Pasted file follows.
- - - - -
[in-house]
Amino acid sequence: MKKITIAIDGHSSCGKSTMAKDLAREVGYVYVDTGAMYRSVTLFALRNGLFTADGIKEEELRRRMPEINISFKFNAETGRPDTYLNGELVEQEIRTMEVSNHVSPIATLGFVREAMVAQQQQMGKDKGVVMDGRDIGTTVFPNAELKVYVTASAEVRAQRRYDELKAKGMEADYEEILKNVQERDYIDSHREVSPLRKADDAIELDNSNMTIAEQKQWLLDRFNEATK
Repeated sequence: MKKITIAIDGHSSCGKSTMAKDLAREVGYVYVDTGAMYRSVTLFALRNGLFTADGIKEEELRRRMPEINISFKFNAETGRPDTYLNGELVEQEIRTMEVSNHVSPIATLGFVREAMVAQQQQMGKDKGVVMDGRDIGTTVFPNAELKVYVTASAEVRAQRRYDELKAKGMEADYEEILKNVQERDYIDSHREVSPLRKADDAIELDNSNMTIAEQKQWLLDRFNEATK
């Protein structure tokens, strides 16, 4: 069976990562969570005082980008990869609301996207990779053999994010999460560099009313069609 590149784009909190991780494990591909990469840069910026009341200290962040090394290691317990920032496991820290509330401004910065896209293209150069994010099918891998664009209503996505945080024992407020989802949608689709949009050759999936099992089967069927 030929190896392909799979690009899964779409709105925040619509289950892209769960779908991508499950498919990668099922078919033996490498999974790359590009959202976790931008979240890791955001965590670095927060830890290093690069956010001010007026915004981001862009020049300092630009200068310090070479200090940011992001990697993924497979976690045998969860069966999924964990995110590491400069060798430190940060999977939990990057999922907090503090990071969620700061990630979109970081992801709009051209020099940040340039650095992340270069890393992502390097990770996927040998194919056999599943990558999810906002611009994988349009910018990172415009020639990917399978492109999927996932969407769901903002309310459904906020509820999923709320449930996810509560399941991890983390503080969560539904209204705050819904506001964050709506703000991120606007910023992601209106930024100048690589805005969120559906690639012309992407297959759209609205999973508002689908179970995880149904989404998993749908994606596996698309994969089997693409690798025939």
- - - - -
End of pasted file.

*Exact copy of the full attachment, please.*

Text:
[in-house]
Amino acid sequence: MKKITIAIDGHSSCGKSTMAKDLAREVGYVYVDTGAMYRSVTLFALRNGLFTADGIKEEELRRRMPEINISFKFNAETGRPDTYLNGELVEQEIRTMEVSNHVSPIATLGFVREAMVAQQQQMGKDKGVVMDGRDIGTTVFPNAELKVYVTASAEVRAQRRYDELKAKGMEADYEEILKNVQERDYIDSHREVSPLRKADDAIELDNSNMTIAEQKQWLLDRFNEATK
Repeated sequence: MKKITIAIDGHSSCGKSTMAKDLAREVGYVYVDTGAMYRSVTLFALRNGLFTADGIKEEELRRRMPEINISFKFNAETGRPDTYLNGELVEQEIRTMEVSNHVSPIATLGFVREAMVAQQQQMGKDKGVVMDGRDIGTTVFPNAELKVYVTASAEVRAQRRYDELKAKGMEADYEEILKNVQERDYIDSHREVSPLRKADDAIELDNSNMTIAEQKQWLLDRFNEATK
């Protein structure tokens, strides 16, 4: 069976990562969570005082980008990869609301996207990779053999994010999460560099009313069609 590149784009909190991780494990591909990469840069910026009341200290962040090394290691317990920032496991820290509330401004910065896209293209150069994010099918891998664009209503996505945080024992407020989802949608689709949009050759999936099992089967069927 030929190896392909799979690009899964779409709105925040619509289950892209769960779908991508499950498919990668099922078919033996490498999974790359590009959202976790931008979240890791955001965590670095927060830890290093690069956010001010007026915004981001862009020049300092630009200068310090070479200090940011992001990697993924497979976690045998969860069966999924964990995110590491400069060798430190940060999977939990990057999922907090503090990071969620700061990630979109970081992801709009051209020099940040340039650095992340270069890393992502390097990770996927040998194919056999599943990558999810906002611009994988349009910018990172415009020639990917399978492109999927996932969407769901903002309310459904906020509820999923709320449930996810509560399941991890983390503080969560539904209204705050819904506001964050709506703000991120606007910023992601209106930024100048690589805005969120559906690639012309992407297959759209609205999973508002689908179970995880149904989404998993749908994606596996698309994969089997693409690798025939």